Treating chronic wounds is challenging. Despite standard wound care, some chronic wounds fail to heal. Therefore, hyperbaric oxygen therapy (HBOT) was developed as an adjunct to standard wound care.
To evaluate the efficacy of HBOT for treating chronic wounds due to a variety of causes at our institution.
We reviewed the medical records of patients with chronic wounds treated with HBOT in addition to standard wound care at the Department of Dermatology, Nippon Medical School Hospital, from 2009 through 2012. Twenty-nine patients were reviewed (14 men and 15 women; mean age, 64.1±14.4 years). The cause of chronic wounds was diabetes mellitus (DM) in 13 patients, venous stasis in 10, polyarteritis nodosa cutanea in 2, and livedoid vasculopathy, pyoderma gangrenosum, chronic renal failure, and systemic sclerosis in 1 patient each. The patients underwent HBOT for 60 minutes with 100% oxygen delivered via a mask in a hyperbaric chamber pressurized to 2.8 atmospheres of absolute pressure. The response of the chronic wounds to HBOT was evaluated according to the following criteria: “excellent”: more than 90% wound healing; “good”: a greater than 30% reduction in wound size, and wound healing was confirmed on follow-up visits within 6 weeks; “fair”: wound healing was achieved with a combination of further invasive interventions; and “poor”: the wound showed a less than 30% reduction or worsened during HBOT, or wound healing had not been completed by follow-up visits within 6 weeks.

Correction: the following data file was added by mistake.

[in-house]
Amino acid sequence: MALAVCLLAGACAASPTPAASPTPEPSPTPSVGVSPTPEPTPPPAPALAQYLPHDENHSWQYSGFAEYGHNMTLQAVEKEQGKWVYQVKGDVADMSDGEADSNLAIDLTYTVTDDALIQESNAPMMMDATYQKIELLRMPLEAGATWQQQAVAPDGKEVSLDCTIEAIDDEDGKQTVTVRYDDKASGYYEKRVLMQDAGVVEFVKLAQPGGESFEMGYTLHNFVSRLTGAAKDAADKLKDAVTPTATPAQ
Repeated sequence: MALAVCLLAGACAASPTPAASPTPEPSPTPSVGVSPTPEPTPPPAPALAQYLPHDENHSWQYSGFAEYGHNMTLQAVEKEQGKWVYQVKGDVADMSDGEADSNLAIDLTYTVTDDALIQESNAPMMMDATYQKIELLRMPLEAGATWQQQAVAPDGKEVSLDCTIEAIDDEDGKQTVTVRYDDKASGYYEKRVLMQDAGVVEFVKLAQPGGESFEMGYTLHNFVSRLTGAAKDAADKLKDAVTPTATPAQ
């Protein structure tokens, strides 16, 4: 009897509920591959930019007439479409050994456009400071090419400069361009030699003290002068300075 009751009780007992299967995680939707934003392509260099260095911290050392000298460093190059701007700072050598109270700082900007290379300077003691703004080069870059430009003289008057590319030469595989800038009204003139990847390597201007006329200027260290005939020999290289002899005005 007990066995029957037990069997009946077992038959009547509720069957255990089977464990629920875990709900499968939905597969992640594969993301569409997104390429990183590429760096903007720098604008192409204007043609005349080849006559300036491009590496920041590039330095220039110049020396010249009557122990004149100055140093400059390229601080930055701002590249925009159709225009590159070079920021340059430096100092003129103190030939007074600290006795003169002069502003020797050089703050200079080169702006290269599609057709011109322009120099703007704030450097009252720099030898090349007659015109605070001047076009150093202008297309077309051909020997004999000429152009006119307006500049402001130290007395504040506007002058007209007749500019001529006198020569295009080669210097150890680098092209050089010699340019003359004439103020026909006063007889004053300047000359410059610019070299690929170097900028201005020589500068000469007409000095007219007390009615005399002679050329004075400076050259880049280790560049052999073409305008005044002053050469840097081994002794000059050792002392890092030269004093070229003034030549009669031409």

The response to HBOT was “excellent” in 6 patients, “good” in 8, “fair” in 11, and “poor” in 4. All 4 patients with a “poor” response had DM and had undergone hemodialysis.
HBOT is an effective treatment for patients with chronic wounds, due to a variety of causes, when used in combination with conventional standard therapy or further interventions. However, HBOT is less effective in patients with DM than in patients with venous stasis because hemodialysis, which is more common in patients with DM, has negative effects on wound healing.